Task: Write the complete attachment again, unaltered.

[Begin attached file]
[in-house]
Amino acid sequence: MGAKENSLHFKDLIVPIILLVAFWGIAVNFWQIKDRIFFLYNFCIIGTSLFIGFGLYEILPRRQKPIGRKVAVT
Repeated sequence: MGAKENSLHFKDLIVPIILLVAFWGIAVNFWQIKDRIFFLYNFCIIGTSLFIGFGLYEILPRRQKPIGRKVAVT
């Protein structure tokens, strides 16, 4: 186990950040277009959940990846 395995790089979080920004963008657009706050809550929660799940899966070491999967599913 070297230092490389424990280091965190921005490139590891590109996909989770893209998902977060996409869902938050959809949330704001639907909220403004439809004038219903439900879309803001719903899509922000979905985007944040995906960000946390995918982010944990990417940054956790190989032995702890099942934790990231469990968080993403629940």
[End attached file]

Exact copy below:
[in-house]
Amino acid sequence: MGAKENSLHFKDLIVPIILLVAFWGIAVNFWQIKDRIFFLYNFCIIGTSLFIGFGLYEILPRRQKPIGRKVAVT
Repeated sequence: MGAKENSLHFKDLIVPIILLVAFWGIAVNFWQIKDRIFFLYNFCIIGTSLFIGFGLYEILPRRQKPIGRKVAVT
């Protein structure tokens, strides 16, 4: 186990950040277009959940990846 395995790089979080920004963008657009706050809550929660799940899966070491999967599913 070297230092490389424990280091965190921005490139590891590109996909989770893209998902977060996409869902938050959809949330704001639907909220403004439809004038219903439900879309803001719903899509922000979905985007944040995906960000946390995918982010944990990417940054956790190989032995702890099942934790990231469990968080993403629940």